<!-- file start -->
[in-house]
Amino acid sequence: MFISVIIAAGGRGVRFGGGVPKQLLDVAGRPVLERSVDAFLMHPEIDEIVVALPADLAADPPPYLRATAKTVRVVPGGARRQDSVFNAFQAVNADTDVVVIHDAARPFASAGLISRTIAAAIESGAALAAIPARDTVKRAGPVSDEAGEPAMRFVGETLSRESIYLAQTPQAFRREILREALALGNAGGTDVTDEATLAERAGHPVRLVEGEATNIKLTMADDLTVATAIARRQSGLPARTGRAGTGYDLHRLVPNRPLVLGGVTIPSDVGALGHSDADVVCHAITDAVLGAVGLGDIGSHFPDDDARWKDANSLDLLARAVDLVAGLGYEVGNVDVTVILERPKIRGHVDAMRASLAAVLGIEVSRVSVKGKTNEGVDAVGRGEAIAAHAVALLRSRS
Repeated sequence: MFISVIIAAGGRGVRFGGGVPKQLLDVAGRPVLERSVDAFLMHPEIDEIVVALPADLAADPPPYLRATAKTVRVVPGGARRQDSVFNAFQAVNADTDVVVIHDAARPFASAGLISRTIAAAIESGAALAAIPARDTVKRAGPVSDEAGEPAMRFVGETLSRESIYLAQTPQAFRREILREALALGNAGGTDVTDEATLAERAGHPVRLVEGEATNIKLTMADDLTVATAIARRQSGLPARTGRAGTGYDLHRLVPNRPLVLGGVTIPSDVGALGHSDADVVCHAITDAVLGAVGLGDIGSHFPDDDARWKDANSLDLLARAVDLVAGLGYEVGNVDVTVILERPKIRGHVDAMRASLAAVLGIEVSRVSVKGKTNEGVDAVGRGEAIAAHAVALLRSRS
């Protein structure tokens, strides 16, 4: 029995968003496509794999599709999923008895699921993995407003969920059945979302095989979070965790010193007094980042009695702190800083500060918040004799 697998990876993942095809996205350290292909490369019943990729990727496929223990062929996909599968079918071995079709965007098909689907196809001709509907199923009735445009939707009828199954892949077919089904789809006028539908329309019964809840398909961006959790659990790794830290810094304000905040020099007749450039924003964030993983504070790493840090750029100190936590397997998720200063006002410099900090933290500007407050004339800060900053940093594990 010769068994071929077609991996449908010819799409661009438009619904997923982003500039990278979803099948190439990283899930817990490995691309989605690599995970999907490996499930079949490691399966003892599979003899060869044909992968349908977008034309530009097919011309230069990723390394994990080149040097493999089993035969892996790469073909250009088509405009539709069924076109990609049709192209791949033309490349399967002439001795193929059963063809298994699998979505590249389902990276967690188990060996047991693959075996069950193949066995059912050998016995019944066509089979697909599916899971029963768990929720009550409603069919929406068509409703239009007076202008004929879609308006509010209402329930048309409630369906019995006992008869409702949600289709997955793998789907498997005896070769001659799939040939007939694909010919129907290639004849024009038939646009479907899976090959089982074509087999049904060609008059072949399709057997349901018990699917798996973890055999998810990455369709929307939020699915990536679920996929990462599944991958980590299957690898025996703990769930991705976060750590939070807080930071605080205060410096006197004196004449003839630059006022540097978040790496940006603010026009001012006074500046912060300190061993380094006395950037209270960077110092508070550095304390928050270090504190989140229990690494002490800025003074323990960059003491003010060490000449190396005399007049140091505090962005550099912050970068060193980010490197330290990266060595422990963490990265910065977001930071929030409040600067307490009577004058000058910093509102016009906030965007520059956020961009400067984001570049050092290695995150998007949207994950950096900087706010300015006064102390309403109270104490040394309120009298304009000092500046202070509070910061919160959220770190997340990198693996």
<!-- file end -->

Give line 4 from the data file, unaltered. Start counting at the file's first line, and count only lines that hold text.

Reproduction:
């Protein structure tokens, strides 16, 4: 029995968003496509794999599709999923008895699921993995407003969920059945979302095989979070965790010193007094980042009695702190800083500060918040004799 697998990876993942095809996205350290292909490369019943990729990727496929223990062929996909599968079918071995079709965007098909689907196809001709509907199923009735445009939707009828199954892949077919089904789809006028539908329309019964809840398909961006959790659990790794830290810094304000905040020099007749450039924003964030993983504070790493840090750029100190936590397997998720200063006002410099900090933290500007407050004339800060900053940093594990 010769068994071929077609991996449908010819799409661009438009619904997923982003500039990278979803099948190439990283899930817990490995691309989605690599995970999907490996499930079949490691399966003892599979003899060869044909992968349908977008034309530009097919011309230069990723390394994990080149040097493999089993035969892996790469073909250009088509405009539709069924076109990609049709192209791949033309490349399967002439001795193929059963063809298994699998979505590249389902990276967690188990060996047991693959075996069950193949066995059912050998016995019944066509089979697909599916899971029963768990929720009550409603069919929406068509409703239009007076202008004929879609308006509010209402329930048309409630369906019995006992008869409702949600289709997955793998789907498997005896070769001659799939040939007939694909010919129907290639004849024009038939646009479907899976090959089982074509087999049904060609008059072949399709057997349901018990699917798996973890055999998810990455369709929307939020699915990536679920996929990462599944991958980590299957690898025996703990769930991705976060750590939070807080930071605080205060410096006197004196004449003839630059006022540097978040790496940006603010026009001012006074500046912060300190061993380094006395950037209270960077110092508070550095304390928050270090504190989140229990690494002490800025003074323990960059003491003010060490000449190396005399007049140091505090962005550099912050970068060193980010490197330290990266060595422990963490990265910065977001930071929030409040600067307490009577004058000058910093509102016009906030965007520059956020961009400067984001570049050092290695995150998007949207994950950096900087706010300015006064102390309403109270104490040394309120009298304009000092500046202070509070910061919160959220770190997340990198693996």